Sign with a drawing of poo on it

Lesson idea: Design a poster for poo transplants

Design a poster for poo transplants

Early trials of poo transplants, also known as faecal microbiota transplants, have shown that they can drastically improve the health of patients with serious gut infections, such as Clostridium difficile.

The scientists involved have asked you to come up with a product name and poster to raise awareness of this new therapy. Use the questions and background information below to help you get started.

Product name

Think of some of your favourite brands – what do their names make you think of or feel? What are their names based on?

Now, think about a possible brand name for faecal microbiota transplants. What would you want the name to conjure up? Is it something to do with the benefits of the treatment? Is it a witty name, based on a play on words? Is it an aspirational name, to inspire people to try this new treatment? Do you want to pick a name that sounds particularly scientific or medical?

Poster

Once you have a brand name, think about the kind of information potential patients might want to know about faecal microbiota transplants, and how you might provide it on the poster.

  • What claims can you make about the safety of the therapy?
  • What claims can you make about how well it works?
  • What conditions might it be used for?
  • How might it be performed? What colours and styles of lettering might you choose?
  • What imagery would you want? You can try these places for ideas: Mosaic historical gallery about faecal transplantssearch for these images and more at Wellcome Images; a Google Images search to get an idea of other images you might want (just type a search term into the box).

Sketch out your ideas on paper or using a design program on your computer.

Background information

Mosaic, which is also published by the Wellcome Trust, published a long story on this (read the full story).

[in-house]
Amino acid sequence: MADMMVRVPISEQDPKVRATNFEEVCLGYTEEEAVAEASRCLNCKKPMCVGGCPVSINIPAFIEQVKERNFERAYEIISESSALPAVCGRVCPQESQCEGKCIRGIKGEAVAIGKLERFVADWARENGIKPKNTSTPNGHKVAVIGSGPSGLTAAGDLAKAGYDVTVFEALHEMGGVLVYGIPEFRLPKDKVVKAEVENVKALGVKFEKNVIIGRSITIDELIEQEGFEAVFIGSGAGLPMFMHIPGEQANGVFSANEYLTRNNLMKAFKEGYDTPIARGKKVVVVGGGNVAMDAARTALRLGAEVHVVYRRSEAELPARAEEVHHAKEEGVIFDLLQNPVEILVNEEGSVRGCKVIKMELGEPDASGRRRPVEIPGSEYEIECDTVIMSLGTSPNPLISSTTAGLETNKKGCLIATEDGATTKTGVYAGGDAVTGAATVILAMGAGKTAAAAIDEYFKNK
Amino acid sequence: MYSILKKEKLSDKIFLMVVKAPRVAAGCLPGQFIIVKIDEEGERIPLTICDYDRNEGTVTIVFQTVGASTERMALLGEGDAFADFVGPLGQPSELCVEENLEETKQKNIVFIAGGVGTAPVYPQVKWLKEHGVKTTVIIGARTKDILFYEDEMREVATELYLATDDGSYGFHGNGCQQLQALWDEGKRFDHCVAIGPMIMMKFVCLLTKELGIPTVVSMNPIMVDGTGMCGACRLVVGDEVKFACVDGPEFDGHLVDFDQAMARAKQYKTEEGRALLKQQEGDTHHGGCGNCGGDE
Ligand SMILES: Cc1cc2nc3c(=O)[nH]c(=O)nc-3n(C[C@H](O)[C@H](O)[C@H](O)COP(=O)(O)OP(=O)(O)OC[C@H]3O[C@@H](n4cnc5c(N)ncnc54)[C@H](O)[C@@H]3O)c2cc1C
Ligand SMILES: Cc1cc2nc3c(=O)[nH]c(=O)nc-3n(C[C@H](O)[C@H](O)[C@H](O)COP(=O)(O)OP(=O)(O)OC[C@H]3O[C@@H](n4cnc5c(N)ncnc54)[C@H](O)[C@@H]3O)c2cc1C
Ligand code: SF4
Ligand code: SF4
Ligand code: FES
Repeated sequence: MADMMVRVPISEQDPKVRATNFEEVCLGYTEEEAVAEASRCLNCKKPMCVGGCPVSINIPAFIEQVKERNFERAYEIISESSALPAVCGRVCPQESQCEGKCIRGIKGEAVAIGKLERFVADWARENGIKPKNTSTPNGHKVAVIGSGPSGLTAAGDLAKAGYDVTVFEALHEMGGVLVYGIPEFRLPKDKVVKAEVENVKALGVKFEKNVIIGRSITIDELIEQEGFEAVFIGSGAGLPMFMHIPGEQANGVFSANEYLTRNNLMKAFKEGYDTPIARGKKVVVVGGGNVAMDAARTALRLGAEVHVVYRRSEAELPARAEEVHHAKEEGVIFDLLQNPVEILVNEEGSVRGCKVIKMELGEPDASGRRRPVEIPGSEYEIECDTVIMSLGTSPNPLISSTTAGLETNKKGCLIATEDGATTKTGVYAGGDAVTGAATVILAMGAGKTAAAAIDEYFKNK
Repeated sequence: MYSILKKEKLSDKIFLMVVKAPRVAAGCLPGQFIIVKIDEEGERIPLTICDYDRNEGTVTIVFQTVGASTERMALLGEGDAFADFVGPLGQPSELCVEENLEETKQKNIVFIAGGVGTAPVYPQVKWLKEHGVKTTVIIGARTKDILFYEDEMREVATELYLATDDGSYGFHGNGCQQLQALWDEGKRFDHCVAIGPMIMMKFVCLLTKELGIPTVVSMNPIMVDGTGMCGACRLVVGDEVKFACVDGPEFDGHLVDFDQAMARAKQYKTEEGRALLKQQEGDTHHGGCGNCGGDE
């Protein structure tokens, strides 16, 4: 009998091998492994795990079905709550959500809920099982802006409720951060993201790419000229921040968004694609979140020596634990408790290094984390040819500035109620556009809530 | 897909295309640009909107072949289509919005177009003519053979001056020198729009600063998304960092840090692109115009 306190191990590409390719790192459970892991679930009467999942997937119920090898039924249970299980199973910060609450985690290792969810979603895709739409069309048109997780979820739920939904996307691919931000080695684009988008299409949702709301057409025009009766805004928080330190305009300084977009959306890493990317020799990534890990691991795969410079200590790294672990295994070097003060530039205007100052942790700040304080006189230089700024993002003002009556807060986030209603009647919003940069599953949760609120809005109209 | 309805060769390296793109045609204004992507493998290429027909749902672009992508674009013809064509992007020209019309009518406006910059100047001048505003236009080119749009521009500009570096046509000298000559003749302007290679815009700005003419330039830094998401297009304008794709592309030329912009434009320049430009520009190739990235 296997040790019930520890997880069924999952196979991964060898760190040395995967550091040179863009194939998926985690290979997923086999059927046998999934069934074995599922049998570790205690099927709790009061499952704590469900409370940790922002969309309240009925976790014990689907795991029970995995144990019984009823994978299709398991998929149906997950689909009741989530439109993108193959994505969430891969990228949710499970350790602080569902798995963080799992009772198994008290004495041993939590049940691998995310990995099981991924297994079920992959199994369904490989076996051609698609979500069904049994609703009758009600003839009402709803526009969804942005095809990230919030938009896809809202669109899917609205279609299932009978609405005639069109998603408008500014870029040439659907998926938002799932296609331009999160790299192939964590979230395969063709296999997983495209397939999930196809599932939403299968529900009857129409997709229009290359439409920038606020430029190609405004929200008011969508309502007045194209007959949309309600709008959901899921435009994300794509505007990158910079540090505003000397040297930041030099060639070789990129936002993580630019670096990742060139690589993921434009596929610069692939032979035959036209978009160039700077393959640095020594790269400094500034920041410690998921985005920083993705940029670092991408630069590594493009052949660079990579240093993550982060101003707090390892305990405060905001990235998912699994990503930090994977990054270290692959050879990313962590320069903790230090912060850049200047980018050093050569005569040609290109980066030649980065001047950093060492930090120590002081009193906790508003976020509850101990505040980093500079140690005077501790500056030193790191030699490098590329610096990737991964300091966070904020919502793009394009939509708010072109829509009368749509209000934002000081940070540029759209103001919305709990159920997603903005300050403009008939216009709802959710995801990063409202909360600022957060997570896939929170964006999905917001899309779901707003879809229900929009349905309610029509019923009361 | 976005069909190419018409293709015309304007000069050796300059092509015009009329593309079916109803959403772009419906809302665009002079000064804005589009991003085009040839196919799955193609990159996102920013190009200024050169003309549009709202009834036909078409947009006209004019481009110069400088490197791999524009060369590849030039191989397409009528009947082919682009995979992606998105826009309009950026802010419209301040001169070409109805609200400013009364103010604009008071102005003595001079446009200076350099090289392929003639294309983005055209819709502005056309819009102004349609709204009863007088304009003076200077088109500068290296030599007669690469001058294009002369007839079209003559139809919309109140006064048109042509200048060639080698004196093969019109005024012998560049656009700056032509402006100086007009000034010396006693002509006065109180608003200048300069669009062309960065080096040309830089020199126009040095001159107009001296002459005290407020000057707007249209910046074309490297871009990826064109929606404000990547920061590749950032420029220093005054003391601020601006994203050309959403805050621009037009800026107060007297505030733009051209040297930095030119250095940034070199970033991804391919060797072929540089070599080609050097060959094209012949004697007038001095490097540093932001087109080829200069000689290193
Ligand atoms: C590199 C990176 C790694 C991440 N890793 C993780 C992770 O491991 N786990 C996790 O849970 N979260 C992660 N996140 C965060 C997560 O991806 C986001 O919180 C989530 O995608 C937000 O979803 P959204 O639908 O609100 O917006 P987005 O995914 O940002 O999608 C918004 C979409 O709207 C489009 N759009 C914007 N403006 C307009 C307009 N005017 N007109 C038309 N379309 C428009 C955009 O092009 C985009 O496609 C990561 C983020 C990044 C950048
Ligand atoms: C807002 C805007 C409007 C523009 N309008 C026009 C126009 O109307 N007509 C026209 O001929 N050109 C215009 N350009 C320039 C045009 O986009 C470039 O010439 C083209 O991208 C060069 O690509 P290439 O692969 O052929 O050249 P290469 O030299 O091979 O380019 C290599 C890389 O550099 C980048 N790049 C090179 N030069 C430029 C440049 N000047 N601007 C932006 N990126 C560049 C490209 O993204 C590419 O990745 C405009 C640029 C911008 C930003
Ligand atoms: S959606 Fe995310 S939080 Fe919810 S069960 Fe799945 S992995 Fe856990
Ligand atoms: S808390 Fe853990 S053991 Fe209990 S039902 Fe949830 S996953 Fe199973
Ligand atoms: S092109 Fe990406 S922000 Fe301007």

Key quotes include:

  • The first known record of faecal transplants dates back to fourth-century China, when a doctor named Ge Hong included several mentions in his ambitious collection of therapeutic formulas, Zhou Hou Bei Ji Fang (in English, variously translated as Prescriptions Behind the Elbow for Emergency or Handy Therapy for Emergencies). Ge dutifully described how to treat patients with food poisoning or severe diarrhoea by feeding them a faecal suspension bluntly named “solution of stool”.
  • After the Mayo Clinic in Scottsdale, Arizona, performed its first faecal microbiota transplant in 2011, a patient who had been bed-ridden for weeks left the hospital 24 hours later. And in 2013, researchers in the Netherlands halted a landmark C. diff. clinical trial early for ethical reasons when they saw that the overall cure rate of 94 per cent with donor faeces had far outpaced the 31 per cent cured with the antibiotic vancomycin.
  • By the beginning of April 2014, nearly 30 faecal transplant clinical trials were underway around the world. Roughly half were aimed at C. diff., including two testing the therapy in combination with vancomycin, and another multi-centre trial evaluating the effectiveness of fresh versus frozen donor poo.
  • At least a dozen trials are now investigating whether faecal transplants can help treat some form of inflammatory bowel disease, be it Crohn’s disease or ulcerative colitis. Another is looking into type 2 diabetes, and one is even using lean donors to test faecal transplants on patients with metabolic syndrome. Researchers say it won’t be along before they’re joined by studies investigating whether the therapy might aid diseases like multiple sclerosis and autism.

For information on techniques, see Mosaic’s article on ‘Six ways to transplant poo’.

What’s your version? We’d love to see your finished posters. Share them with us by emailing bigpicture@wellcome.ac.uk 

Lead image:

Quinn Dombrowski/Flickr CC BY NC

About this resource

This resource was first published in ‘Immune System’ in January 2015.

Topics:
Health, infection and disease, Medicine, Immunology
Issue:
Immune System
Education levels:
16–19, Continuing professional development